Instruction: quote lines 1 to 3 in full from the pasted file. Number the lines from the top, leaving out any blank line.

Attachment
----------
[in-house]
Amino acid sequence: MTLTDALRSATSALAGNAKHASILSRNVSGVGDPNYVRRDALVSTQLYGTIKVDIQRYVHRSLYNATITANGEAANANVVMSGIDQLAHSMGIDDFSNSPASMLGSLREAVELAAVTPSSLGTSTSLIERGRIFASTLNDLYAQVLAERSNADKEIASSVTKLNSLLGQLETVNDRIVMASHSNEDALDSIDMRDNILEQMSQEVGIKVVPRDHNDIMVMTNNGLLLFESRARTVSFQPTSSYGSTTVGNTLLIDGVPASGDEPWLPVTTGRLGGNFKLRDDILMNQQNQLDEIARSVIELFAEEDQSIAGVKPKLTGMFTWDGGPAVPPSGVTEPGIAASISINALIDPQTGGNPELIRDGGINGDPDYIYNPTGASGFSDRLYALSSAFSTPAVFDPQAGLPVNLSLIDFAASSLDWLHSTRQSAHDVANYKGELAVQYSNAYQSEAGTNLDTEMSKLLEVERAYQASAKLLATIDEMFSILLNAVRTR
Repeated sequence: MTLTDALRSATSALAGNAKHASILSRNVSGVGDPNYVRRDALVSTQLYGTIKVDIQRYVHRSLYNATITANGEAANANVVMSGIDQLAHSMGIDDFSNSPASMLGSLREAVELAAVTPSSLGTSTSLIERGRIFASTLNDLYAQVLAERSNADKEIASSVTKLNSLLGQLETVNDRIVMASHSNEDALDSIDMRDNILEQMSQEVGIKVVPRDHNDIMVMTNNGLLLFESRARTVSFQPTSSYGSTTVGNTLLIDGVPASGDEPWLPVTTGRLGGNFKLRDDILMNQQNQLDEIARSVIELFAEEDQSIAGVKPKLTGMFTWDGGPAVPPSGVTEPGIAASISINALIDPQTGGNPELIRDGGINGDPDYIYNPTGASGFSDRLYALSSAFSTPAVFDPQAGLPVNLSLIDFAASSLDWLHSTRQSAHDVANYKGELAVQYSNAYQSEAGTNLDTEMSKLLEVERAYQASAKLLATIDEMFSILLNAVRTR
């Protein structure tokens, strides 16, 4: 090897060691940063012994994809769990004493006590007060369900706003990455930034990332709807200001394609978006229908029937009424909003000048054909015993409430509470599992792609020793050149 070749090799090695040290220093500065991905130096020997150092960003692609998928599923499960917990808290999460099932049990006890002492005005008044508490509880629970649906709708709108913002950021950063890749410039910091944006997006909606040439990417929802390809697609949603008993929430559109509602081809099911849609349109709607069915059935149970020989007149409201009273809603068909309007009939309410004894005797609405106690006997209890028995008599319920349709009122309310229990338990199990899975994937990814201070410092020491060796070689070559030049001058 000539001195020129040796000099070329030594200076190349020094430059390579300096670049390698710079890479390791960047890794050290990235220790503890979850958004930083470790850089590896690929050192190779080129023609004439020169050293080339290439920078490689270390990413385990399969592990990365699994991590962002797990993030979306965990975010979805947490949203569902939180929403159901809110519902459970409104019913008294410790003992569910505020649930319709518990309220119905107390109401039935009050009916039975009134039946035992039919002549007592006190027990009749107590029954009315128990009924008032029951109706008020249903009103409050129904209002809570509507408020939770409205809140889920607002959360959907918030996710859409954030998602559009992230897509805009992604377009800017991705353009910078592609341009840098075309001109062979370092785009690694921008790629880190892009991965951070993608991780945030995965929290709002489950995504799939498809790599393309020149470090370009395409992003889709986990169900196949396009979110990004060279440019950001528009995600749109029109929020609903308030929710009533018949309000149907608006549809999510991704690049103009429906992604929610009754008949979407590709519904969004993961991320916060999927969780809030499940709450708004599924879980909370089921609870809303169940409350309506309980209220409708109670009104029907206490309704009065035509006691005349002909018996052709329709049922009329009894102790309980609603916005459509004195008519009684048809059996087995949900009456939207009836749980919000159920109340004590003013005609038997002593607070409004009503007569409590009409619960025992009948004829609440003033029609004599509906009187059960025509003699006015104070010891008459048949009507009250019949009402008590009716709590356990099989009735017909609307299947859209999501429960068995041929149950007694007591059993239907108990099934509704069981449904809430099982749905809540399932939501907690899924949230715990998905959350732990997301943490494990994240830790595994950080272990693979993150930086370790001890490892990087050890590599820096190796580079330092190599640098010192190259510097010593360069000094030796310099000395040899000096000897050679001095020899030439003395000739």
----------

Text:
[in-house]
Amino acid sequence: MTLTDALRSATSALAGNAKHASILSRNVSGVGDPNYVRRDALVSTQLYGTIKVDIQRYVHRSLYNATITANGEAANANVVMSGIDQLAHSMGIDDFSNSPASMLGSLREAVELAAVTPSSLGTSTSLIERGRIFASTLNDLYAQVLAERSNADKEIASSVTKLNSLLGQLETVNDRIVMASHSNEDALDSIDMRDNILEQMSQEVGIKVVPRDHNDIMVMTNNGLLLFESRARTVSFQPTSSYGSTTVGNTLLIDGVPASGDEPWLPVTTGRLGGNFKLRDDILMNQQNQLDEIARSVIELFAEEDQSIAGVKPKLTGMFTWDGGPAVPPSGVTEPGIAASISINALIDPQTGGNPELIRDGGINGDPDYIYNPTGASGFSDRLYALSSAFSTPAVFDPQAGLPVNLSLIDFAASSLDWLHSTRQSAHDVANYKGELAVQYSNAYQSEAGTNLDTEMSKLLEVERAYQASAKLLATIDEMFSILLNAVRTR
Repeated sequence: MTLTDALRSATSALAGNAKHASILSRNVSGVGDPNYVRRDALVSTQLYGTIKVDIQRYVHRSLYNATITANGEAANANVVMSGIDQLAHSMGIDDFSNSPASMLGSLREAVELAAVTPSSLGTSTSLIERGRIFASTLNDLYAQVLAERSNADKEIASSVTKLNSLLGQLETVNDRIVMASHSNEDALDSIDMRDNILEQMSQEVGIKVVPRDHNDIMVMTNNGLLLFESRARTVSFQPTSSYGSTTVGNTLLIDGVPASGDEPWLPVTTGRLGGNFKLRDDILMNQQNQLDEIARSVIELFAEEDQSIAGVKPKLTGMFTWDGGPAVPPSGVTEPGIAASISINALIDPQTGGNPELIRDGGINGDPDYIYNPTGASGFSDRLYALSSAFSTPAVFDPQAGLPVNLSLIDFAASSLDWLHSTRQSAHDVANYKGELAVQYSNAYQSEAGTNLDTEMSKLLEVERAYQASAKLLATIDEMFSILLNAVRTR